Cubs reliever Brad Wieck eager to ‘mash the gas pedal again’ ASAP after heart-flutter fix

“Absolutely, there’s enough time,” Wieck said of beating the odds to be ready by opener. “This isn’t going to be the first time I’ve come back from something.”

SHARE Cubs reliever Brad Wieck eager to ‘mash the gas pedal again’ ASAP after heart-flutter fix

Wieck earlier this spring.

John Antonoff photo

MESA, Ariz. — A week after having a catheter ablation procedure to correct a heart arrhythmia, Cubs left-handed reliever Brad Wieck expects to resume throwing lightly Monday.

With only three weeks at that point before the Cubs break camp, Wieck appears to be a long shot at best to be ready in time to make the Opening Day roster. But don’t tell him that.

“Absolutely, there’s enough time,” Wieck said Saturday. “This isn’t going to be the first time I’ve come back from something.”

Whether Wieck opens on time or a couple of weeks later, the good news is that the condition and treatment are not uncommon, and the recovery is primarily about healing the area in his leg where the catheter was inserted.

“They made it pretty clear from the start that it wasn’t something to be too worried about,” he said of the issue that was discovered during the annual spring physical. “It’s something that needed to be taken care of, but it wasn’t something that was extremely urgent.

“I’ve just got to wait for my vein to heal up and mash on the gas pedal again.”

Bryant, Heyward stability in field

Manager David Ross again dismissed the suggestion that he might move third baseman Kris Bryant to the outfield a lot this year, and he said he plans to leave Gold Glove right fielder Jason Heyward in his best position, assuming the Ian Happ-Albert Almora Jr. battle in center provides him the luxury to do that.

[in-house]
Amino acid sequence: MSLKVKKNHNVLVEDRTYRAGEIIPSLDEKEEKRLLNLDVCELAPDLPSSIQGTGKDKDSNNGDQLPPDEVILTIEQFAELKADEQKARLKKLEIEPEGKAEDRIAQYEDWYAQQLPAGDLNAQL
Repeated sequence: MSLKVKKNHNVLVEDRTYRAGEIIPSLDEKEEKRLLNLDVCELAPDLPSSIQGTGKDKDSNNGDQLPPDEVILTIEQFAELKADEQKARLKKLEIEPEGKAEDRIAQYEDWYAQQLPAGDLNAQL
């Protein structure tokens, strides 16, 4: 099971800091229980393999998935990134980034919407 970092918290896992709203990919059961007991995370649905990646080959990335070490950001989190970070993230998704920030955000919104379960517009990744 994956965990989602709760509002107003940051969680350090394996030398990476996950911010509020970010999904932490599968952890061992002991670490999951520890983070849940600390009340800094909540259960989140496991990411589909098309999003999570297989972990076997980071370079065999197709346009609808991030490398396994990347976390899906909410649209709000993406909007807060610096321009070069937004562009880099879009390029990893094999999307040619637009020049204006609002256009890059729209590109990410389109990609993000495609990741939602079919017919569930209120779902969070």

“I’m trying to keep [Heyward] out of center,” Ross said of the fallback the Cubs have leaned on for stretches the last four years with their best outfielder. “I think he’s most comfortable [in right]. I think he’s one of the best right fielders in the game; he’s got the hardware to prove that. 

“I’m not saying I’m not going to put him in center, but I’m trying to keep him out of there as much as possible, and we’ve got a good little competition going in center with two guys playing well.”

As for Bryant, he said he’s not sure when or how much he’ll get him in the outfield this spring.

“Right now I’m just trying to get his reps at third base,” Ross said. “He’s our primary third baseman. He will move around. For the most part, you’ll see him maybe shuffle around for some defensive reasons at times, but you can plan on him being the every-day third baseman.”

Another setback for Morrow

Injury-plagued right-hander Brandon Morrow, the former closer who hasn’t pitched since the All-Star break in 2018 because of an elbow injury, returned from a minor chest strain but suffered a strained right calf doing his running the same day.

Morrow is in camp on a minor-league deal, hoping to provide the Cubs something this year after being sidelined for all but a half-season of a two-year, $21 million contract.

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